With an integrative style, I work from a psychodynamic foundation, incorporating somatic experiencing, and other tools such as mindfulness. Practicing evidence-based, traditional, as well as cutting edge approaches, interventions are tailored to fit the unique needs of each individual and family.
Integrative also refers to the process of integrating the self, such as the emotional, cognitive, physiological, social/cultural, and transpersonal elements. Overall, the aim of integrative psychotherapy is to facilitate cohesiveness and wholeness.
I work collaboratively and relationally, actively engaging with my clients. Within this therapist/client dynamic, it is of utmost importance for me to create a safe and supportive atmosphere for the therapeutic process to unfold.
"The only journey is the one within." -Rainer Marie Rilke
Modalities a client may experience include:
Psychodynamic psychotherapy values self awareness/insight and processing emotions as a vehicle to resolve underlying psychological disturbances and undesirable patters. The effects of early relationships in the formation of the sense of self and relationships to others is emphasized. The relationship between therapist and client may be utilized and explored as an instrument of change.
This psychoanalytic approach offers the opportunity to better understand one's personal consciousness, as well the power of the collective unconscious and the symbols, archetypes, and complexes that reside there. Dreams, sandplay therapy, and art (i.e., art therapy) can be explored as a means to access healing material.
Acknowledging the link between the brain and nervous system, Somatic Experiencing® gently focuses on overwhelming, stressful or traumatic experiences that get stored in the body. S.E.’s gradual approach honors the body’s innate healing mechanisms and reinstates a capacity for self-regulation.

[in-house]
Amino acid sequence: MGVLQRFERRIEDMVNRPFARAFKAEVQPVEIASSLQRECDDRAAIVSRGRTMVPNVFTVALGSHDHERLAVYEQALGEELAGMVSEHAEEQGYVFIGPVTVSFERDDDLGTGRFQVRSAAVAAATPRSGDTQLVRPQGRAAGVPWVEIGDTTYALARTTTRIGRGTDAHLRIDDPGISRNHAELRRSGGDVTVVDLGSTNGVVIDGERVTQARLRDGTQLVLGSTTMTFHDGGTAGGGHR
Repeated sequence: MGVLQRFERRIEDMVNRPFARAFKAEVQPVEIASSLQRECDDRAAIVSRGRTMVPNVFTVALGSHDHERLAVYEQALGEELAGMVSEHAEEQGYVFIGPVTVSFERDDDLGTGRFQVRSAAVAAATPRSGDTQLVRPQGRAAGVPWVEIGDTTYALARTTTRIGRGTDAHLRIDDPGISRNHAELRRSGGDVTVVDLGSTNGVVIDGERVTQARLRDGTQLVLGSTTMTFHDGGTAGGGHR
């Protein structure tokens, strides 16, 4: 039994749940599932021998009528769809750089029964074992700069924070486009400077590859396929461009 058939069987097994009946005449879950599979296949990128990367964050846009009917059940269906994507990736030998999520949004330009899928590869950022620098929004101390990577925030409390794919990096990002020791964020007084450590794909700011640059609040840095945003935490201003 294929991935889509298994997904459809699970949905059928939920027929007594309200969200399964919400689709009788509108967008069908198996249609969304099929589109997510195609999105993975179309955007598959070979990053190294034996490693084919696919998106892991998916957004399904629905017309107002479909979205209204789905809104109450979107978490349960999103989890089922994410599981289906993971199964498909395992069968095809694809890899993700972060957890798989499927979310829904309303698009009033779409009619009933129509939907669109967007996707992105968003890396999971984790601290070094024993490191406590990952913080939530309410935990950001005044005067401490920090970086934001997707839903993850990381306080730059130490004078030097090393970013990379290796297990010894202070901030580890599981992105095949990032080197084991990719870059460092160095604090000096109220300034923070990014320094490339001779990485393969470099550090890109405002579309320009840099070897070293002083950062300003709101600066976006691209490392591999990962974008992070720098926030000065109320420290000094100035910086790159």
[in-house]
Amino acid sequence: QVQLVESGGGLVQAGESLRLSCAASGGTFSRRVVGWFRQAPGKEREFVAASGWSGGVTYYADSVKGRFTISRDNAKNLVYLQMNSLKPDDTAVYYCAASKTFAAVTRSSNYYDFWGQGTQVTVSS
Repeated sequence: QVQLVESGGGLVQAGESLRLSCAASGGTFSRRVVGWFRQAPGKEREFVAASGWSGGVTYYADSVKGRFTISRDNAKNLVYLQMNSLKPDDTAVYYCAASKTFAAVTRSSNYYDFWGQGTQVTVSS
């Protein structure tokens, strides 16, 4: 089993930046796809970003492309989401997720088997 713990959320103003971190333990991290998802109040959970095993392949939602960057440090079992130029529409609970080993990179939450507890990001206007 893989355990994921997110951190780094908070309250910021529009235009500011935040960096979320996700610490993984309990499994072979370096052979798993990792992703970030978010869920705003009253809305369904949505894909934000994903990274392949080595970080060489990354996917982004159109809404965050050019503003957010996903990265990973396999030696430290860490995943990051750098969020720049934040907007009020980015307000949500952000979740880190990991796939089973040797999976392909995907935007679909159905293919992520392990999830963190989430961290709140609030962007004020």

Mindfulness is a practice which focuses on attending to the present moment and responding skillfully. Mindfulness can be cultivated through a formal meditation practice or is also a tool that can be utilized in daily life and relationships to more fully acknowledge and accept feelings, sensations and thoughts as they arise.
Cognitive Behavioral Therapy (CBT)
Cognitive Behavioral Therapy (CBT), including Trauma-Focused Cognitive Behavioral Therapy (TF-CBT), focuses on the connection between thoughts, feelings and behaviors. CBT builds skills in modifying the impact of dysfunctional thinking patterns, assisting in changing behavioral patterns and coping with stress in a more adaptive manner.
Family systems therapy views a family as a single emotional unit. The various roles that each family member plays (the micro) to form the system (the macro) is of focus. This approach assumes that individuals cannot be fully understood in isolation of a larger group dynamic.
Non Violent Communication (NVC)
Nonviolent Communication (NVC), also known as compassionate communication, is a framework to assist individuals and families in communicating more empathetically, honestly and intentionally.